Arron Banks, UKIP-funder, Brexit cheerleader and Gibraltar-based insurance salesman, took time out from Trump's inauguration to tweet me about my role in tomorrow's Women’s March Conservative values are in the ascendancy worldwide. Thankfully your values are finished. . . good”.

Just what about the idea of women and men marching for human rights causes such ill will? The sense it is somehow cheeky to say we will champion equality whoever is in office in America or around the world. After all, if progressives like me have lost the battle of ideas, what difference does it make whether we are marching, holding meetings or just moaning on the internet?

The only anti-democratic perspective is to argue that when someone has lost the argument they have to stop making one. When political parties lose elections they reflect, they listen, they learn but if they stand for something, they don’t disband. The same is true, now, for the broader context. We should not dismiss the necessity to learn, to listen, to reflect on the rise of Trump – or indeed reflect on the rise of the right in the UK  but reject the idea that we have to take a vow of silence if we want to win power again.

To march is not to ignore the challenges progressives face. It is to start to ask what are we prepared to do about it.

Historically, conservatives have had no such qualms about regrouping and remaining steadfast in the confidence they have something worth saying. In contrast, the left has always been good at absolving itself of the need to renew.

We spend our time seeking the perfect candidates, the perfect policy, the perfect campaign, as a precondition for action. It justifies doing nothing except sitting on the sidelines bemoaning the state of society.

We also seem to think that changing the world should be easier than reality suggests. The backlash we are now seeing against progressive policies was inevitable once we appeared to take these gains for granted and became arrogant and exclusive about the inevitability of our worldview. Our values demand the rebalancing of power, whether economic, social or cultural, and that means challenging those who currently have it. We may believe that a more equal world is one in which more will thrive, but that doesn’t mean those with entrenched privilege will give up their favoured status without a fight or that the public should express perpetual gratitude for our efforts via the ballot box either.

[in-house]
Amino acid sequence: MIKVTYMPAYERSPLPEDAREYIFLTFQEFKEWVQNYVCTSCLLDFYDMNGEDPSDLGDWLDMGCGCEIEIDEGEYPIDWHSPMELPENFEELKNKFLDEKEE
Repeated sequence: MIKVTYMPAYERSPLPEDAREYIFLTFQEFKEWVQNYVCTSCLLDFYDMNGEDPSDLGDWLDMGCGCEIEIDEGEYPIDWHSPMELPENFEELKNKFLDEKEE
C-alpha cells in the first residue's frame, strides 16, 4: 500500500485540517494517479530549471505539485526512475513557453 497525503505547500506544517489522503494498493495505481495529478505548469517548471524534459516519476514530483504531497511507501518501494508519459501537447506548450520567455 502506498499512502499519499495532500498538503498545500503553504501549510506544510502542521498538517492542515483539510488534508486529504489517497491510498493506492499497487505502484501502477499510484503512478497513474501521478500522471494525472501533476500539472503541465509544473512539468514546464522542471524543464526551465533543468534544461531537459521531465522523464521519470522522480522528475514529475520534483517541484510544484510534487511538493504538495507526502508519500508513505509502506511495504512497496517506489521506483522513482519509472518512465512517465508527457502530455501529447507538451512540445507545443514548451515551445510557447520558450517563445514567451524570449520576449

Amongst the conferences, tweets and general rumblings there seem three schools of thought about what to do next. The first is Marxist  as in Groucho revisionism: to rise again we must water down our principles to accommodate where we believe the centre ground of politics to now be. Tone down our ideals in the hope that by such acquiescence we can eventually win back public support for our brand – if not our purpose. The very essence of a hollow victory.

The second is to stick to our guns and stick our heads in the sand, believing that eventually, when World War Three breaks out, the public will come grovelling back to us. To luxuriate in an unwillingness to see we are losing not just elected offices but the fight for our shared future.

But what if there really was a third way? It's not going to be easy, and it requires more than a hashtag or funny t-shirt. It’s about picking ourselves up, dusting ourselves down and starting to renew our call to arms in a way that makes sense for the modern world.

For the avoidance of doubt, if we march tomorrow and then go home satisfied we have made our point then we may as well not have marched at all. But if we march and continue to organise out of the networks we make, well, then that’s worth a Saturday in the cold. After all, we won’t win the battle of ideas, if we don’t battle.

We do have to change the way we work. We do have to have the courage not to live in our echo chambers alone. To go with respect and humility to debate and discuss the future of our communities and of our country.

And we have to come together to show there is a willingness not to ask a few brave souls to do that on their own. Not just at election times, but every day and in every corner of Britain, no matter how difficult it may feel.

Saturday is one part of that process of finding others willing not just to walk a mile with a placard, but to put in the hard yards to win the argument again for progressive values and vision. Maybe no one will show up. Maybe not many will keep going. But whilst there are folk with faith in each other, and in that alternative future, they’ll find a friend in me ready to work with them and will them on  and then Mr Banks really should be worried.